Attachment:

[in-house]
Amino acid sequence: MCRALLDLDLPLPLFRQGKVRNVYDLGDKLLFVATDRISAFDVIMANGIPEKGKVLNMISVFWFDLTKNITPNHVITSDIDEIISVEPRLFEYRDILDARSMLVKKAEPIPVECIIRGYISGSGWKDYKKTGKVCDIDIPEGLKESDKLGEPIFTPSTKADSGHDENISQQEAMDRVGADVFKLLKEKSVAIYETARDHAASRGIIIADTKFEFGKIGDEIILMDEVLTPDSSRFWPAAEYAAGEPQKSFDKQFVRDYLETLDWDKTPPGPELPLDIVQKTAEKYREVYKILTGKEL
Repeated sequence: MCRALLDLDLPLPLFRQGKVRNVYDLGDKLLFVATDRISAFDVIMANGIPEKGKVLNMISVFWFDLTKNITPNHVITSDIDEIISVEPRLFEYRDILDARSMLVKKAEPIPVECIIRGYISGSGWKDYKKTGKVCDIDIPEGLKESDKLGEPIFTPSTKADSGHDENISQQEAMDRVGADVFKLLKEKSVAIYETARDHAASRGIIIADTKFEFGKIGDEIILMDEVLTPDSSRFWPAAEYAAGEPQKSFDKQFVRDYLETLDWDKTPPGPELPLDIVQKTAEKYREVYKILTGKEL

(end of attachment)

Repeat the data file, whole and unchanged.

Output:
[in-house]
Amino acid sequence: MCRALLDLDLPLPLFRQGKVRNVYDLGDKLLFVATDRISAFDVIMANGIPEKGKVLNMISVFWFDLTKNITPNHVITSDIDEIISVEPRLFEYRDILDARSMLVKKAEPIPVECIIRGYISGSGWKDYKKTGKVCDIDIPEGLKESDKLGEPIFTPSTKADSGHDENISQQEAMDRVGADVFKLLKEKSVAIYETARDHAASRGIIIADTKFEFGKIGDEIILMDEVLTPDSSRFWPAAEYAAGEPQKSFDKQFVRDYLETLDWDKTPPGPELPLDIVQKTAEKYREVYKILTGKEL
Repeated sequence: MCRALLDLDLPLPLFRQGKVRNVYDLGDKLLFVATDRISAFDVIMANGIPEKGKVLNMISVFWFDLTKNITPNHVITSDIDEIISVEPRLFEYRDILDARSMLVKKAEPIPVECIIRGYISGSGWKDYKKTGKVCDIDIPEGLKESDKLGEPIFTPSTKADSGHDENISQQEAMDRVGADVFKLLKEKSVAIYETARDHAASRGIIIADTKFEFGKIGDEIILMDEVLTPDSSRFWPAAEYAAGEPQKSFDKQFVRDYLETLDWDKTPPGPELPLDIVQKTAEKYREVYKILTGKEL